I used to think a day or two of eating healthy should result in a drastic change in my weight, but 17 months later, I realize this is a life-long commitment.  Change takes more then even a couple of weeks of healthy eating. I never understood this level of commitment before, but I’ve found a wonderful substitution for sugar called Stevia.  Without it, I would not have lasted.  When I want something sweet, there is a Stevia treat waiting for me.

There are many dieting lies out there.  Lots of companies are trying to take advantage of your money.  They and many other financial and media outlets want you to look a certain way because they’ve deemed beauty one way or the other.  This makes them very rich and powerful. I had to let everything go.  I couldn’t worry about clothing size and weight.  I couldn’t compare myself anymore to other women. For me finding emotional/physical/spiritual health and eating the right foods had to start with God.  I could only love myself if I understood more clearly about how God sees the world, even how He sees me.  How does God see beauty?  How does God see women?  He made me for a purpose and it’s not to wallow in self-pity, regret and false expectations.   I remember as a girl and teenager praying God would just help me be thin.  I’m thankful I’ve had to work through Him to find my way.  A magic pill wouldn’t have done it.  It has helped me overcome so many other challenges.  For me, being overweight was like a spider web with many different paths, pulls and patterns of destruction. The struggle is real, but so are the rewards.  I still have a long journey ahead of me, but little by little, I’m learning to love myself enough to give myself the gift of long-term health, self-love and food boundaries.  It should come as no surprise that going without sugar, dairy and white flour results in weight loss.  When my clothes feel loser, I'm shocked and then have to laugh at myself. Of course after hard work and commitment there is success. It's small and takes time, but little by little the body does change.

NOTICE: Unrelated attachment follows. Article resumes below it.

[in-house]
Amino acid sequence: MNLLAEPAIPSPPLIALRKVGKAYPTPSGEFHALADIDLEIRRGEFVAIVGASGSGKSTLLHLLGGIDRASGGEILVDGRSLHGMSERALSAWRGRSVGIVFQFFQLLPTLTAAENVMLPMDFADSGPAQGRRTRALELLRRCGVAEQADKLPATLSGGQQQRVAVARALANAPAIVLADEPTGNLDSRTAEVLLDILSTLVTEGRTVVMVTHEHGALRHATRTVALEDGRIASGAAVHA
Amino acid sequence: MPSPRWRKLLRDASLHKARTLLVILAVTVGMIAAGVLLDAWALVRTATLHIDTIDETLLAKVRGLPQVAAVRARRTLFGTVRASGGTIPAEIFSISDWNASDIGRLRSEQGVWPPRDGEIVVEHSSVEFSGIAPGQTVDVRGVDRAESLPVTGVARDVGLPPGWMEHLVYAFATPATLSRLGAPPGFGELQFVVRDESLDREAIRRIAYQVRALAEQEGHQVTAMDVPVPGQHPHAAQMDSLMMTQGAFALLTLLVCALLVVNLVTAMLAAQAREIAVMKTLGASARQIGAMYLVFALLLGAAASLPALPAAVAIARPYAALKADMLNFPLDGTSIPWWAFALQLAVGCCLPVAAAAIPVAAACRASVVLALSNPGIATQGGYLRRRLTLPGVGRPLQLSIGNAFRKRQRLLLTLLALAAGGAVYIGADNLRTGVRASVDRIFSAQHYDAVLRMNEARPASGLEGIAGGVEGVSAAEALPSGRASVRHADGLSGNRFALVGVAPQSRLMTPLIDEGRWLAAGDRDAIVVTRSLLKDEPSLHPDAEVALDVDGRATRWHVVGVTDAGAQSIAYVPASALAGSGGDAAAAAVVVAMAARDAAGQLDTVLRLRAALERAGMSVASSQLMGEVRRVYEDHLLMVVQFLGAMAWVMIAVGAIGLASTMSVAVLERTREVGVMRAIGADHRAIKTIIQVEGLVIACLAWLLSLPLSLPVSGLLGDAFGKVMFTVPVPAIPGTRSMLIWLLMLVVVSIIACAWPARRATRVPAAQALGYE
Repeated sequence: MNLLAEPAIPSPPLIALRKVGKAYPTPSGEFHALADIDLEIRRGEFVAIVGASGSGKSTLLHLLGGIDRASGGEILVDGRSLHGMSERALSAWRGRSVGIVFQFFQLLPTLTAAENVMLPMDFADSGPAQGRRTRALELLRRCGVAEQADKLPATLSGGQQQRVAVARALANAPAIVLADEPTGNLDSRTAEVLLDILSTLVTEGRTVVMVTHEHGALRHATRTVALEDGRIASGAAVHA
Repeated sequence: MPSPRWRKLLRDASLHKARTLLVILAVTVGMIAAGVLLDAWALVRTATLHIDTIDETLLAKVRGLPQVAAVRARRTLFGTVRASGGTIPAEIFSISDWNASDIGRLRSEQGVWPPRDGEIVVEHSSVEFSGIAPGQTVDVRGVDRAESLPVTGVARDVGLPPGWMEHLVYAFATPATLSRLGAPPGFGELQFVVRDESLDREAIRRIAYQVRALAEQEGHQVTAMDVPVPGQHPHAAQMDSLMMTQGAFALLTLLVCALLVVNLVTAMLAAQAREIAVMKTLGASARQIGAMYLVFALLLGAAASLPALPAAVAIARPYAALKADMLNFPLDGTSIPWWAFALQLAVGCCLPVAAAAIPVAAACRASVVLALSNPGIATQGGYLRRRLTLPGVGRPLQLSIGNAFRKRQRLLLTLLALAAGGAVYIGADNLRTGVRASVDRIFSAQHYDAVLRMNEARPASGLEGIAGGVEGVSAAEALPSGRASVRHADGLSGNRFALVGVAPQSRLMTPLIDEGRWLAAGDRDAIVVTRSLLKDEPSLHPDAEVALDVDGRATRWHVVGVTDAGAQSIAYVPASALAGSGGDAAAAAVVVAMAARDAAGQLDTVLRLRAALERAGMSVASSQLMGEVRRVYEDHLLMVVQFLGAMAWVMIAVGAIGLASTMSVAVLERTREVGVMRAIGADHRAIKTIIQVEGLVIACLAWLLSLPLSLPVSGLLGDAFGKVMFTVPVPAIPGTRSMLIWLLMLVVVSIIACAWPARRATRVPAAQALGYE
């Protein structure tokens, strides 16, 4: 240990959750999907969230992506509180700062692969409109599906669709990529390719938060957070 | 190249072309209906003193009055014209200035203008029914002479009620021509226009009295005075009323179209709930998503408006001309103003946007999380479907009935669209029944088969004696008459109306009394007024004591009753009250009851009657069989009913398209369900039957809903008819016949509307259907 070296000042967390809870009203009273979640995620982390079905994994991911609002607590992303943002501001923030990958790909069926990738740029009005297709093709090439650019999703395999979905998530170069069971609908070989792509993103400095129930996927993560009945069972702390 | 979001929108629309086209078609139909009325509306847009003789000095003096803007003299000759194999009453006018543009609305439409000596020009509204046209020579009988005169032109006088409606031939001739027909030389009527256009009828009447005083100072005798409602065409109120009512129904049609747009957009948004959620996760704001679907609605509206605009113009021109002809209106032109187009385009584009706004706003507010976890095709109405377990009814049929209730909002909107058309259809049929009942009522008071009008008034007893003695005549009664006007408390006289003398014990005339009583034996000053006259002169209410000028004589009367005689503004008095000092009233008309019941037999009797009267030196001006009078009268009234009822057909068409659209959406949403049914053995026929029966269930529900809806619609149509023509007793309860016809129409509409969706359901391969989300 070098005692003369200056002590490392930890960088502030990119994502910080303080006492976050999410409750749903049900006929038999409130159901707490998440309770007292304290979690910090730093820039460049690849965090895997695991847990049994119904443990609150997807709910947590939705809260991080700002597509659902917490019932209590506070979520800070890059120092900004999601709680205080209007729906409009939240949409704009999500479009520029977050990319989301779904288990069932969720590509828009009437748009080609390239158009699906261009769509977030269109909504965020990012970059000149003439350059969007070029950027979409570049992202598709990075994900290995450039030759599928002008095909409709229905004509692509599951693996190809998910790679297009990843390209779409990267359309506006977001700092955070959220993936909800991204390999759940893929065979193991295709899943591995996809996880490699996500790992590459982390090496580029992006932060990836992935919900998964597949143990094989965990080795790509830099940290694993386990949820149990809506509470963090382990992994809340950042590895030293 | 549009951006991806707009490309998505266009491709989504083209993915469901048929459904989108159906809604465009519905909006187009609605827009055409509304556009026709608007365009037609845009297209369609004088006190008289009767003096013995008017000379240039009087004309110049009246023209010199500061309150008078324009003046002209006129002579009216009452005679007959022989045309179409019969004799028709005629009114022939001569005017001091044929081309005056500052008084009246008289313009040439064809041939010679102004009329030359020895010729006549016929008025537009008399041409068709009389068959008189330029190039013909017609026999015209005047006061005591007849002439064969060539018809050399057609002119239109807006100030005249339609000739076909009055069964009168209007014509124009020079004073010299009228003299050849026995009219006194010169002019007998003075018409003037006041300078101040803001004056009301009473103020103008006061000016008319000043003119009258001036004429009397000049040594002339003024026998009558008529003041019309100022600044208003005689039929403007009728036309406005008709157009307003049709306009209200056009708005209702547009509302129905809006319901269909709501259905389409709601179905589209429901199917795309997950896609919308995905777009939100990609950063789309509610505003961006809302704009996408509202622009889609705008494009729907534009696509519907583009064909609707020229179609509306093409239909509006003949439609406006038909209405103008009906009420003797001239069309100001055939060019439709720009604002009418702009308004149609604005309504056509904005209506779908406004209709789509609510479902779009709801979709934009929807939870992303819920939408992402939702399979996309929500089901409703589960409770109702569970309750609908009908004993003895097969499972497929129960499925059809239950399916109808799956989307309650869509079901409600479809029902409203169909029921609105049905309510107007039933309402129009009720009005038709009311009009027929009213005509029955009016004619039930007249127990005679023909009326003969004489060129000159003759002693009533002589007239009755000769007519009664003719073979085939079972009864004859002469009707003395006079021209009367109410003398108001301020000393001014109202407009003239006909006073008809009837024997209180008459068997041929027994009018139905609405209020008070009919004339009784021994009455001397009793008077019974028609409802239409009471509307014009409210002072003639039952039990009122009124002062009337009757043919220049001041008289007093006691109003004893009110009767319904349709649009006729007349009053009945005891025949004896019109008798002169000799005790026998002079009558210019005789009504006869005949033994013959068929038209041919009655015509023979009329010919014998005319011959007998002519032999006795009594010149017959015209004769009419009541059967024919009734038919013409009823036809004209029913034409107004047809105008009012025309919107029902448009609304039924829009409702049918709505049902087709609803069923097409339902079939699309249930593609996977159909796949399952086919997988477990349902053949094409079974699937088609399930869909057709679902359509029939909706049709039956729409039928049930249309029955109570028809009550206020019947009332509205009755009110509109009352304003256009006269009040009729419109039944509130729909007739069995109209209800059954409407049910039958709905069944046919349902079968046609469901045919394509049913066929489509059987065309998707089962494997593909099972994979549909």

Those of you who are struggling with your weight and body image, I know how you feel. I know God will help you.  Do not think how I used to and feel like you are too far gone.  We live in a society were 60-70% of us are overweight.  The food industry sucks.  They are lying to us everyday.  They are putting sugar, genetically modified foods and chemicals in the things we eat.  They want us and our children eating all the time.  Shame on them.  We deserve better.  Food was never meant to be what it has become. It’s really sick.  We have to rise up, be stronger and become more informed.  Everyday is a new commitment.  It’s alright to be happy where you’re at.  For me it was about both accepting where I was at, accepting that my weight does not change my self worth – to then – deciding to love myself enough to set boundaries.  There are two sides to this equation.  Loving who you are now and making goals to take better care of myself. I'm not an expert in weight loss, but I am passionate about helping others learn to love themselves, appreciate our bodies and overcome negative body image.

If you’re interested more in my experience with intermittent fasting and prayer, how I overcame food addiction, negative body image and finally lost weight, you can read my memoir Starving Girl available on Amazon and Kindle.
Book Trailer for Starving Girl.

Enjoy my Podcast on Youtube.

1 comment:

  1. So glad to see a new post from you, and thrilled that the Medfast worked for you:)